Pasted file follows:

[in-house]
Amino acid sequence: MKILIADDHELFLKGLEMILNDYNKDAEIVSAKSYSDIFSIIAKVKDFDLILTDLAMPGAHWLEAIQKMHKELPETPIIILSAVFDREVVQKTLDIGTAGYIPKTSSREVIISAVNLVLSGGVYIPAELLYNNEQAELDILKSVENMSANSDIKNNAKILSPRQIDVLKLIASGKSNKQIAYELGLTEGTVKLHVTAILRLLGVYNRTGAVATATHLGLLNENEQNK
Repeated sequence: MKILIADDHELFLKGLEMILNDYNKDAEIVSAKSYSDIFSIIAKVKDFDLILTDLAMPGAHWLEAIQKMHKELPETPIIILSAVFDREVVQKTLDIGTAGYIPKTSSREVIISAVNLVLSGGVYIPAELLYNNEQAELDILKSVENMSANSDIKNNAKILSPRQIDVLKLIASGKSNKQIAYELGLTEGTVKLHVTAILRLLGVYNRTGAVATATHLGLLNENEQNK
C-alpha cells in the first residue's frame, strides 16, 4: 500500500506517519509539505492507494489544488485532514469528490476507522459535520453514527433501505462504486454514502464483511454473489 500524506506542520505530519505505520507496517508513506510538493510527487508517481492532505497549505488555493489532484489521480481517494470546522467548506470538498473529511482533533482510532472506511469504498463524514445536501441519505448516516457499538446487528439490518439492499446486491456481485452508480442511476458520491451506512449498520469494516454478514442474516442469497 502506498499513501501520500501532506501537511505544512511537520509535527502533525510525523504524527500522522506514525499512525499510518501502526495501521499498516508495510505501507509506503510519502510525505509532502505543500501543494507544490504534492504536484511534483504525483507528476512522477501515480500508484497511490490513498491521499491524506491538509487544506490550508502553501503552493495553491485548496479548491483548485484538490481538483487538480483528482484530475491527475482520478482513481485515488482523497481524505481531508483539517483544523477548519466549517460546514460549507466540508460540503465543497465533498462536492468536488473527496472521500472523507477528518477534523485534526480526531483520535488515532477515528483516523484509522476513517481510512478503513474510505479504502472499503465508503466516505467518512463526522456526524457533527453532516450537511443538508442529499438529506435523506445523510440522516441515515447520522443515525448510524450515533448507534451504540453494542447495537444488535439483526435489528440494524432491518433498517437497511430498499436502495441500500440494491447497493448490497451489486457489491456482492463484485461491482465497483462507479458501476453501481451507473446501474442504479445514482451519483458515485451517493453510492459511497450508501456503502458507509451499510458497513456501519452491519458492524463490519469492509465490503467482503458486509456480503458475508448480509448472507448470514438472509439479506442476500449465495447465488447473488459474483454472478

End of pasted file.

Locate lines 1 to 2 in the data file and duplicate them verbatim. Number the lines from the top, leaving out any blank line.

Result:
[in-house]
Amino acid sequence: MKILIADDHELFLKGLEMILNDYNKDAEIVSAKSYSDIFSIIAKVKDFDLILTDLAMPGAHWLEAIQKMHKELPETPIIILSAVFDREVVQKTLDIGTAGYIPKTSSREVIISAVNLVLSGGVYIPAELLYNNEQAELDILKSVENMSANSDIKNNAKILSPRQIDVLKLIASGKSNKQIAYELGLTEGTVKLHVTAILRLLGVYNRTGAVATATHLGLLNENEQNK